Tuesday, September 30, 2014

Top 10 Read Novels: 2010-2013

Regular readers of bklynbiblio know that near the end of each calendar year, I do a "Books of" post highlighting some of my favorite reads of the year. In addition to those posts, just over 3 years ago, I blogged about my Top 10 Read Novels that I had read between the years 2005 and 2009. (Yes, I am actually that neurotic, in that I not only keep track of every book I've read, but I also rate and rank them!) Since posting that in 2011, I have been gathering a few more favorites, so I thought I would write an update, highlighting my Top 10 Read Novels from 2010 to 2013. As with the last list, it's important to realize that I'm not claiming this is my list of all-time-favorite novels, or that the books on this list were published between these years. This is my 5-star ranked list of novels I read between these years. Counting down from 10 to 1...

10. Jane and Prudence by Barbara Pym (1953). Pym was my great author discovery, thanks to TC in TN, although I read this book in 2012 after having read Excellent Women (see below) in 2011. Yes, I have enjoyed Pym's books so much her name appears twice on this list. Few authors have been able to make me laugh aloud with their sardonic observations of everyday life. Here, friends Jane and Prudence, in post-WWII Britain, try to figure out what they truly want out of life and men, living between town and country, all leading to a charming ending.
9. The Girl Who Kicked the Hornet's Nest by Stieg Larsson (2009, English ed.). This third book in the trilogy that began with The Girl with the Dragon Tattoo brings it all home in a way that not only resolves a lot of loose ends, but restored this reader's faith in what seemed to be the author's/narrator's blatant misogyny. The women rule the show in this book.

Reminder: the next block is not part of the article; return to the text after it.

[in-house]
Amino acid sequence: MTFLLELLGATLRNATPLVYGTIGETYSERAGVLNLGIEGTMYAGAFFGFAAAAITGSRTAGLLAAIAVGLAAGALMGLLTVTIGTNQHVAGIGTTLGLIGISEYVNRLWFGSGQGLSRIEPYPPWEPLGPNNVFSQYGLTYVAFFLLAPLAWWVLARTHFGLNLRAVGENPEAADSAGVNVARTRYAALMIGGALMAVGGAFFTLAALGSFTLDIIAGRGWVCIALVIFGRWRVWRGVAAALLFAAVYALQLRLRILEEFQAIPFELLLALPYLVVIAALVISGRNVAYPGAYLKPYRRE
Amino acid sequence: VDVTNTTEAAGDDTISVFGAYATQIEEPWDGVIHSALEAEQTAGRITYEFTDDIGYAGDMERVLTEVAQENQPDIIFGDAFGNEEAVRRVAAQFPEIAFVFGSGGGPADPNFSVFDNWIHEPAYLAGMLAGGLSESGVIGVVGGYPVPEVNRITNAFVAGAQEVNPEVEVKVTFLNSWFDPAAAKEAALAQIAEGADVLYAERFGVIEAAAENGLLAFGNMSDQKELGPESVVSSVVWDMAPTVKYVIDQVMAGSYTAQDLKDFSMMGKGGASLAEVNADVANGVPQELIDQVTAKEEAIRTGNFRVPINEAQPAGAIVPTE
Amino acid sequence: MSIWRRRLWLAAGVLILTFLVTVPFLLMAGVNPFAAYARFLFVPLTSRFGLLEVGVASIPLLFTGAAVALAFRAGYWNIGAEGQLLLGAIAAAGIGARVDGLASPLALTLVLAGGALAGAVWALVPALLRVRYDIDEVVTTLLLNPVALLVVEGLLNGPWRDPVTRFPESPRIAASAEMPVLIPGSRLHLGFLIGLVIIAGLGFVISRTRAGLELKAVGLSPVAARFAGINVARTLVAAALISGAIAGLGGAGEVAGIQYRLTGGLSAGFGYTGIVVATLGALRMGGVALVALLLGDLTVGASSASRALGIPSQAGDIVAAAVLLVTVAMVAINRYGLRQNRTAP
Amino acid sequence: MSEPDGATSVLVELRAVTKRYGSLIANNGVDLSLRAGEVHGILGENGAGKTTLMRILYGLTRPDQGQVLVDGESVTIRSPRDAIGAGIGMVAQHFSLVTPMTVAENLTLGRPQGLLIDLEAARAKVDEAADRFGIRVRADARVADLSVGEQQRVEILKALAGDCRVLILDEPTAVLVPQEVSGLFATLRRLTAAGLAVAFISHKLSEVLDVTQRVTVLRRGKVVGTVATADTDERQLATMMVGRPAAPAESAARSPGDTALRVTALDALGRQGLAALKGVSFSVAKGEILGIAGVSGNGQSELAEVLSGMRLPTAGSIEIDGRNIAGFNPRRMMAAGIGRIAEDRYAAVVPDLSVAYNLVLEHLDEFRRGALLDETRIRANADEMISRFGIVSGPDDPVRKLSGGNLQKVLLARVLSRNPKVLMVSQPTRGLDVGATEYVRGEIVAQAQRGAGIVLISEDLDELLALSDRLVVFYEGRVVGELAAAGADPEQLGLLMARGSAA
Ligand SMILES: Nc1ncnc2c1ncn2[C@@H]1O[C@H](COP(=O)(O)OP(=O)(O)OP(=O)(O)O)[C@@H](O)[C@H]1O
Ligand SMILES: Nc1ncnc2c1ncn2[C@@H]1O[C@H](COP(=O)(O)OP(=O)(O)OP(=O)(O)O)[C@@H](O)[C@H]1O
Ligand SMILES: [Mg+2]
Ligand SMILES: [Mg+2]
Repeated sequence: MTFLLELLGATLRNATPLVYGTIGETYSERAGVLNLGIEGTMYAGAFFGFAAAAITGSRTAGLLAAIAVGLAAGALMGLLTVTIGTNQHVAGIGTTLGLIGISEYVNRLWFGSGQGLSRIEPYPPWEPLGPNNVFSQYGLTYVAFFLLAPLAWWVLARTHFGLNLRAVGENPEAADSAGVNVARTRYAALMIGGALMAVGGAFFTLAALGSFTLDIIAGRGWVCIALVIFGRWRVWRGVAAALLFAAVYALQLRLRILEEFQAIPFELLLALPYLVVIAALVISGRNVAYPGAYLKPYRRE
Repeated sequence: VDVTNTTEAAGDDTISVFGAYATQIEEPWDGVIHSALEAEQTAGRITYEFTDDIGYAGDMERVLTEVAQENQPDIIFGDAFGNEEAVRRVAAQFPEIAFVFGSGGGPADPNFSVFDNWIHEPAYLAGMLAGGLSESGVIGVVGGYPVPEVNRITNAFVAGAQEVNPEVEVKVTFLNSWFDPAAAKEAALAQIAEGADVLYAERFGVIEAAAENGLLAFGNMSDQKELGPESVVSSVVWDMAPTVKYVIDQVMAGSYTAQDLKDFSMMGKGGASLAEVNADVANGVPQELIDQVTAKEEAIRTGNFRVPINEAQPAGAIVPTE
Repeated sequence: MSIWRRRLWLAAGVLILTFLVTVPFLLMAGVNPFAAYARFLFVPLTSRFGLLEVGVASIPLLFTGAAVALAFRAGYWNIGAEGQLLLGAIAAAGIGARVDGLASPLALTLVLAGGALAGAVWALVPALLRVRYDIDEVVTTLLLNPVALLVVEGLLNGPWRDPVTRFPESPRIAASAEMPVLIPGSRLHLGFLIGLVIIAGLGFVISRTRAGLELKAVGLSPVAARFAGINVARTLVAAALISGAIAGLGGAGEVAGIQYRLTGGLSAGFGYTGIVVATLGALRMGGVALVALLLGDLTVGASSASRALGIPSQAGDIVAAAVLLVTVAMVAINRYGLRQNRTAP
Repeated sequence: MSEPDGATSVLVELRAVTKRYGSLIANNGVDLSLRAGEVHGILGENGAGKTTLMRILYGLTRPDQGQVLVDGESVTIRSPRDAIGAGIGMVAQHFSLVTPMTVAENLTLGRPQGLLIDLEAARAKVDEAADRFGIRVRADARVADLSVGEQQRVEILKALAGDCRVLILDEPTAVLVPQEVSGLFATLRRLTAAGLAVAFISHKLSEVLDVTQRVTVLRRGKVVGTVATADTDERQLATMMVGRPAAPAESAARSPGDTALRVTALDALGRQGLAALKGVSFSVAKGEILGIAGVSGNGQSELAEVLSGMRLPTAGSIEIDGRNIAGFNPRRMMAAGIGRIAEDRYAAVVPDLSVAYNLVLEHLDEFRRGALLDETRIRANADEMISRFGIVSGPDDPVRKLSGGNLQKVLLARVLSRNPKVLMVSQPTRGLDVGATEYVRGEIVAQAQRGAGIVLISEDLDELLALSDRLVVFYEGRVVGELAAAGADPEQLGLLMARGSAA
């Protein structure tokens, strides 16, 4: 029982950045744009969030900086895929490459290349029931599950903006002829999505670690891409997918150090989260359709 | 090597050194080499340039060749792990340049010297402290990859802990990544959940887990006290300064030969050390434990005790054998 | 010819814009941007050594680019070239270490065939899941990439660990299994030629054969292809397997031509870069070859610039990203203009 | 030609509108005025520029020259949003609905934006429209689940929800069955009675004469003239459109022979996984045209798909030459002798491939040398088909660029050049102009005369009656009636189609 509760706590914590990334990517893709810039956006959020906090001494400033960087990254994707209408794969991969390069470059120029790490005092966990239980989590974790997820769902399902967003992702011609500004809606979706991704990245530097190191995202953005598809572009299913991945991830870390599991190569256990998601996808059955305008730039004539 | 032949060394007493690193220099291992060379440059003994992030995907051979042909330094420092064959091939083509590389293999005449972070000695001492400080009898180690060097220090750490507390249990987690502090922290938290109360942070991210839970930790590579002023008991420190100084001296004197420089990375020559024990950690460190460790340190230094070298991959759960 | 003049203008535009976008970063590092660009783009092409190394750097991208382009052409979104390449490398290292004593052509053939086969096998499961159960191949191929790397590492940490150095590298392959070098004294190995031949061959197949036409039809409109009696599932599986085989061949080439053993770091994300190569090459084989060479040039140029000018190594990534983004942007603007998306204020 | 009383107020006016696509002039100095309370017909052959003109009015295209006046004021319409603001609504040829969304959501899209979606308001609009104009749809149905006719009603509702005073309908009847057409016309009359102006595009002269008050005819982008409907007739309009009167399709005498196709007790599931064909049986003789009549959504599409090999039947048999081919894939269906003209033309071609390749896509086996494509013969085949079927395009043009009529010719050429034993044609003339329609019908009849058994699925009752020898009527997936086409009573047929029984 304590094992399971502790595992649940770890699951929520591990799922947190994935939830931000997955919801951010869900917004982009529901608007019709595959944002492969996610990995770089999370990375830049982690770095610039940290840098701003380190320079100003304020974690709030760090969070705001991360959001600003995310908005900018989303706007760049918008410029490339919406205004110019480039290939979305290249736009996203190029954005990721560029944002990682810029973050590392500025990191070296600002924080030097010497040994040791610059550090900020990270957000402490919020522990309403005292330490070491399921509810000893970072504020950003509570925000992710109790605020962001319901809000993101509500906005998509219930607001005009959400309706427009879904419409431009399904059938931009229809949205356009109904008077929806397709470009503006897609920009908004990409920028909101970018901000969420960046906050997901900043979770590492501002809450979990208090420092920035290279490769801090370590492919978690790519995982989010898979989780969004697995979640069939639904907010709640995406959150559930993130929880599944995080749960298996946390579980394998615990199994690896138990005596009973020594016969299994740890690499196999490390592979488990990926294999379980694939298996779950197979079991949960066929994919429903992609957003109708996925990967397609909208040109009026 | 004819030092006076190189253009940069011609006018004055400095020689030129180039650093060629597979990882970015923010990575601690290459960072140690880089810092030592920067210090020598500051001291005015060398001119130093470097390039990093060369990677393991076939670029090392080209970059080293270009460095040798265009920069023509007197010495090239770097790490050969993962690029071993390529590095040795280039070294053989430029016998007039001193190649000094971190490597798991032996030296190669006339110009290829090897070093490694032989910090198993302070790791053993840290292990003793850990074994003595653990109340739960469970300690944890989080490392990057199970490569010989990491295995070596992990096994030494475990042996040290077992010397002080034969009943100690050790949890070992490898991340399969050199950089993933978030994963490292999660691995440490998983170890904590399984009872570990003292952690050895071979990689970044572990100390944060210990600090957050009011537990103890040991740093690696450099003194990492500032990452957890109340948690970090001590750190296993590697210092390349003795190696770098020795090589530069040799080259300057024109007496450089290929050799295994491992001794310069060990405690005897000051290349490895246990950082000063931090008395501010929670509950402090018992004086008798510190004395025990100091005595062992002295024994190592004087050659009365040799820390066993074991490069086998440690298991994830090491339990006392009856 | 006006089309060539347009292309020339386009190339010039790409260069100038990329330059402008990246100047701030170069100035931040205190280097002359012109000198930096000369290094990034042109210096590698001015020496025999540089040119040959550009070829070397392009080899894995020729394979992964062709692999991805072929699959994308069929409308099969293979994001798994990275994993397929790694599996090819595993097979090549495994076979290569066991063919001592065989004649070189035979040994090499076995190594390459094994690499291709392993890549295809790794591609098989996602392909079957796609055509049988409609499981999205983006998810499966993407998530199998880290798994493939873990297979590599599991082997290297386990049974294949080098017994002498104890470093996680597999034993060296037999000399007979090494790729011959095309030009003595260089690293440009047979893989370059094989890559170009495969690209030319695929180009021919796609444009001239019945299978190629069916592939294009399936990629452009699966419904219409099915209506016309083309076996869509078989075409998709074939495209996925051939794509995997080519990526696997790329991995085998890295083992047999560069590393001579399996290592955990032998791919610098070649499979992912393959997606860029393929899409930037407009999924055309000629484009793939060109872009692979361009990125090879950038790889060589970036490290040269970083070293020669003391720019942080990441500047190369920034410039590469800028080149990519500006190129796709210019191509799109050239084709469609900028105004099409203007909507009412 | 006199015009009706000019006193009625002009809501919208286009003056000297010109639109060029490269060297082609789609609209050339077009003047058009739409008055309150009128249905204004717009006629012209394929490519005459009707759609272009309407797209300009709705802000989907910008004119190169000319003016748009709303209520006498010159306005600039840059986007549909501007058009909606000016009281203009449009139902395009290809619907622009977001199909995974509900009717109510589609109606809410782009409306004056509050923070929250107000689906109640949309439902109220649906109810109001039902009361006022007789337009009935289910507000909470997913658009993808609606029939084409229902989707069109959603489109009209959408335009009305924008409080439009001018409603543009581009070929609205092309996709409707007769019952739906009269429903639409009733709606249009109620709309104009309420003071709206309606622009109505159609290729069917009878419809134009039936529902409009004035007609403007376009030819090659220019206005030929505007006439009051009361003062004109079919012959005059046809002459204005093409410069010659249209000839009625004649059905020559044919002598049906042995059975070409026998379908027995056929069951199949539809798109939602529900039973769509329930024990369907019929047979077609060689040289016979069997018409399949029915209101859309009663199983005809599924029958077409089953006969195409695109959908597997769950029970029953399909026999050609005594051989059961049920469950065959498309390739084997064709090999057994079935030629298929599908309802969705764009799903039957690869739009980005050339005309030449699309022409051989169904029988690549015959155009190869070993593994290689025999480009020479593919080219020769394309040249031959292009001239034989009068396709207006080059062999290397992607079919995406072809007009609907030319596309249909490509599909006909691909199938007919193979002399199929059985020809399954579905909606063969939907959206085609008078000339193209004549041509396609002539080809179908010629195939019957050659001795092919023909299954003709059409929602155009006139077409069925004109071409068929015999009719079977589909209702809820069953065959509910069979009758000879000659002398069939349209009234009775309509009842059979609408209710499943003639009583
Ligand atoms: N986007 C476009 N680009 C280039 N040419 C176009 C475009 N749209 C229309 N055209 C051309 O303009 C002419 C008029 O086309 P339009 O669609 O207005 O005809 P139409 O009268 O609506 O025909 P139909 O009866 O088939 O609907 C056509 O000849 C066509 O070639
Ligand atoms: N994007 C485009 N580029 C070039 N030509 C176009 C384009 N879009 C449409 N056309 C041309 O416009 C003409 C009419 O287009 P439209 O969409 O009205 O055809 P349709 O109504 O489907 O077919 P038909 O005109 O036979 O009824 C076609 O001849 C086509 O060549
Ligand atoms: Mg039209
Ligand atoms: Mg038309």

8. The Lovely Bones by Alice Sebold (2002). This is the story of young Susie Salmon, who has been murdered. She narrates her story from the afterlife, struggling to let her family know she's still watching over them, but also trying to help them realize who it is that killed her. There is a spiritual message here, but it's not traditionally religious, and it's surprisingly very human in the end. A touching, beautifully-composed book.
7. A Russian Affair by Anton Chekhov (1896-99). This little book is a collection of a few of the Russian author's short stories, all focusing on love, grouped together by Penguin Books as part of its "Great Loves" series. These stories amazed me with their near-perfection in short form. I'm intentionally waiting a while so I can read them and relish them again, as if it were the first time. "The Lady with the Dog" in particular will leave you swooning as much as the characters do.
6. The Children's Book by A. S. Byatt (2009). Byatt still holds a special place for me as the author of my all-time favorite novel, Possession. Here she tackles twenty+ years in the lives of a group children who grow up from the 1890s to World War I. You can read my review of the book here.
5. Excellent Women by Barbara Pym (1952). This was the first Pym novel I read, and it is (so far) the best. She will have you chuckling aloud as you pour out another cup of tea, and join thirtysomething Mildred Lathbury through another seemingly boring day with her fellow church ladies and her high-strung neighbors. You will be amazed at how much adventure can come from doing nothing. I can see Pym's influence on some of my other favorite British authors, including Byatt and Ruth Rendell.